The largest impact in Nordhaus' tabulation was a willingness to pay to avoid catastrophic climate change, which he defines as equivalent to the Great Depression, a 25% reduction in GDP, that lasts forever. He gauged the probability of an event like this by surveying experts in climate science, to derive the collective opinion of the group that there is a 1% probability of catastrophe if the globe warms by 2.5°C. If climate warms to 6°C, the probability, pulled out of the air by the panel of experts, rises to about 7%. When the probabilities and downside costs are combined in a way that recognizes that people are willing to pay a little extra in order to reduce risk, Nordhaus derives that it would be worth about paying about 0.5% of GDP globally as insurance to prevent rise in temperature by 2.5°C, or about 5% of GDP to prevent a temperature rise of 6°C, on the basis of catastrophic climate change alone. Overall, Nordhaus estimates that it would be worth paying 1.5-2% of GDP to avoid a 2.5°C rise.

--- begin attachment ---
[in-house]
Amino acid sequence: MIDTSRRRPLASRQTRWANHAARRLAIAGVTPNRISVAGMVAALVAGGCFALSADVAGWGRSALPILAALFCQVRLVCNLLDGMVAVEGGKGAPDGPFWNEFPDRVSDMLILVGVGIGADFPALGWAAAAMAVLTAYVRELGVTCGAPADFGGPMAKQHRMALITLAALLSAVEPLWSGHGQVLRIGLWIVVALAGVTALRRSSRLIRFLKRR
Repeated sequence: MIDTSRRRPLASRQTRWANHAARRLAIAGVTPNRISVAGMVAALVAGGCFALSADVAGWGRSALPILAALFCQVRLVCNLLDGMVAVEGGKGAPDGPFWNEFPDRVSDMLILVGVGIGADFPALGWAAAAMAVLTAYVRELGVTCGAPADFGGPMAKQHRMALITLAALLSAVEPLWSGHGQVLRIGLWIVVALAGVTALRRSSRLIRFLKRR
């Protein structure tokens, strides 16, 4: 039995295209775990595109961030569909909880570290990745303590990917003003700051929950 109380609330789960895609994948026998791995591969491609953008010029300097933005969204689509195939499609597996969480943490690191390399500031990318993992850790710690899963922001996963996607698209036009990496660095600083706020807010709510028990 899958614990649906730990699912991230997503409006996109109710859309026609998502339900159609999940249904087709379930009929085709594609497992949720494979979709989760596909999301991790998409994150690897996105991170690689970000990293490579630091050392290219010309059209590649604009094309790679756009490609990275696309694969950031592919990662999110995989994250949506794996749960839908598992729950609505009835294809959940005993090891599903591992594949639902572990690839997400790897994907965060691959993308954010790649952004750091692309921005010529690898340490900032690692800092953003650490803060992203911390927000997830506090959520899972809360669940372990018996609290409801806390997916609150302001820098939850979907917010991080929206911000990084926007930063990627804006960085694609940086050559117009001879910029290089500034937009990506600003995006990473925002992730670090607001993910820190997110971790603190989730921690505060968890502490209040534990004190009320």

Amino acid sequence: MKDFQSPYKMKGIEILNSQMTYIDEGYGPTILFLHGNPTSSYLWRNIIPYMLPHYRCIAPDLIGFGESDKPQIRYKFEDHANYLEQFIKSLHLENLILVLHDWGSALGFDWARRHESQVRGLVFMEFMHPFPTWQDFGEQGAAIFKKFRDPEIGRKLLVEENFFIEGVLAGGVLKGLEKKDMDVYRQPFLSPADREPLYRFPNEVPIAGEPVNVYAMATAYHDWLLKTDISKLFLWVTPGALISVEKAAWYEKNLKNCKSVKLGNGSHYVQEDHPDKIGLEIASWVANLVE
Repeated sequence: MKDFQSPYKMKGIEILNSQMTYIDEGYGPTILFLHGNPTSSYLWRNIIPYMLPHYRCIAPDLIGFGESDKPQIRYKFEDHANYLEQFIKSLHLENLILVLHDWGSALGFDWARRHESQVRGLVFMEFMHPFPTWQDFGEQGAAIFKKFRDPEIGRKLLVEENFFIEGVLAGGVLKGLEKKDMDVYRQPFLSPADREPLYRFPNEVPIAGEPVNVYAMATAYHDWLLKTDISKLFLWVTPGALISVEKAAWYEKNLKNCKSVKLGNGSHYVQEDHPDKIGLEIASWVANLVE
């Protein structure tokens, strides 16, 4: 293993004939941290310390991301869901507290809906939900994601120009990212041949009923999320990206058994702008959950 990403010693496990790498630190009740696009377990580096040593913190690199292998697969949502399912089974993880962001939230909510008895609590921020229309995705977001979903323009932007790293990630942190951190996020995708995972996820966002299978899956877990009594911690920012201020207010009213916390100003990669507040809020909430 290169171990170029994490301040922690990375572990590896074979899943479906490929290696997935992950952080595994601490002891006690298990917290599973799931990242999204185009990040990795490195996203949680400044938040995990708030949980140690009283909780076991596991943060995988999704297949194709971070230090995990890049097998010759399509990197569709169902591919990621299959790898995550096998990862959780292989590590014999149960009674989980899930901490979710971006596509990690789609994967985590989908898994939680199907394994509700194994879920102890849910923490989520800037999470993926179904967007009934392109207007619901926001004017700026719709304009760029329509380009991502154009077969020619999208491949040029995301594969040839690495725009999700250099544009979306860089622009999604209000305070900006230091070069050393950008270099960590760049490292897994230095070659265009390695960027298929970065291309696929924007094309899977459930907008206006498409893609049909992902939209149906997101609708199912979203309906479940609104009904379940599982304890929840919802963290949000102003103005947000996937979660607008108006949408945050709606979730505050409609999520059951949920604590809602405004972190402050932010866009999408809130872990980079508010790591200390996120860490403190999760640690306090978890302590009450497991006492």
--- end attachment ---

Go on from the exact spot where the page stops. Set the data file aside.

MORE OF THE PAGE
The costs of climate change on the one hand can be compared with projections of the cost of compliance with Kyoto on the other. Of course these numbers are speculative as well. The costs of limiting CO2 emission will depend on technology development, very difficult to forecast. Ultimately only time will tell. These are guesses, but it is interesting to look at the numbers anyway.
The forecast is that compliance for Kyoto by all nations including the US would cost about 1% of GDP each year, according to a book published in 2000, and 7% in a paper in Science published in 2002. The Science article is the more recent of the two, and the cost went up apparently because the predicted BAU baseline had gotten higher. (A change in our expectations appears as a cost.) Interestingly, the cost to the United States is much higher than the cost to other countries because the carbon emissions are rising much more slowly in other developed countries than it is in the States.